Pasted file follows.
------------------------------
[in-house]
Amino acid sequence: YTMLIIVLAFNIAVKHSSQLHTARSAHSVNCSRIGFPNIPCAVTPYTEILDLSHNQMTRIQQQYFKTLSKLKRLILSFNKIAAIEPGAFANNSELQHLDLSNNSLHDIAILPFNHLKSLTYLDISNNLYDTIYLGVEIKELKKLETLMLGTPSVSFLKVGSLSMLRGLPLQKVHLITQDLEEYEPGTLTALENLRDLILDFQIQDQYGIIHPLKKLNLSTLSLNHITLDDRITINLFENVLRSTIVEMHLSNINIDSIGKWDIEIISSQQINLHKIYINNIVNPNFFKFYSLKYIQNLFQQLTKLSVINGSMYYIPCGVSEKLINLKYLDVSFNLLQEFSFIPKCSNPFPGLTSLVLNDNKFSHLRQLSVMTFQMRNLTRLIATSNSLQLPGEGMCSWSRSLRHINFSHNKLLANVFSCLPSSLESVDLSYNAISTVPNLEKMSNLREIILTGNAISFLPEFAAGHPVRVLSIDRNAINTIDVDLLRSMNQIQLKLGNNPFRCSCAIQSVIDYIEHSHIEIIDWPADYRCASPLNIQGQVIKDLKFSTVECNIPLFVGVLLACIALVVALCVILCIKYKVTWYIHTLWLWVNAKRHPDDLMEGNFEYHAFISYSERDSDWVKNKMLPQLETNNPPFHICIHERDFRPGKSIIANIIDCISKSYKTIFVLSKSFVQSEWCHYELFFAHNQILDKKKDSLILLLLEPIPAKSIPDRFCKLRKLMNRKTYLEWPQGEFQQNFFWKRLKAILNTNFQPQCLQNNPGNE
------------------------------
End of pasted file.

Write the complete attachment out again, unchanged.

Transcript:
[in-house]
Amino acid sequence: YTMLIIVLAFNIAVKHSSQLHTARSAHSVNCSRIGFPNIPCAVTPYTEILDLSHNQMTRIQQQYFKTLSKLKRLILSFNKIAAIEPGAFANNSELQHLDLSNNSLHDIAILPFNHLKSLTYLDISNNLYDTIYLGVEIKELKKLETLMLGTPSVSFLKVGSLSMLRGLPLQKVHLITQDLEEYEPGTLTALENLRDLILDFQIQDQYGIIHPLKKLNLSTLSLNHITLDDRITINLFENVLRSTIVEMHLSNINIDSIGKWDIEIISSQQINLHKIYINNIVNPNFFKFYSLKYIQNLFQQLTKLSVINGSMYYIPCGVSEKLINLKYLDVSFNLLQEFSFIPKCSNPFPGLTSLVLNDNKFSHLRQLSVMTFQMRNLTRLIATSNSLQLPGEGMCSWSRSLRHINFSHNKLLANVFSCLPSSLESVDLSYNAISTVPNLEKMSNLREIILTGNAISFLPEFAAGHPVRVLSIDRNAINTIDVDLLRSMNQIQLKLGNNPFRCSCAIQSVIDYIEHSHIEIIDWPADYRCASPLNIQGQVIKDLKFSTVECNIPLFVGVLLACIALVVALCVILCIKYKVTWYIHTLWLWVNAKRHPDDLMEGNFEYHAFISYSERDSDWVKNKMLPQLETNNPPFHICIHERDFRPGKSIIANIIDCISKSYKTIFVLSKSFVQSEWCHYELFFAHNQILDKKKDSLILLLLEPIPAKSIPDRFCKLRKLMNRKTYLEWPQGEFQQNFFWKRLKAILNTNFQPQCLQNNPGNE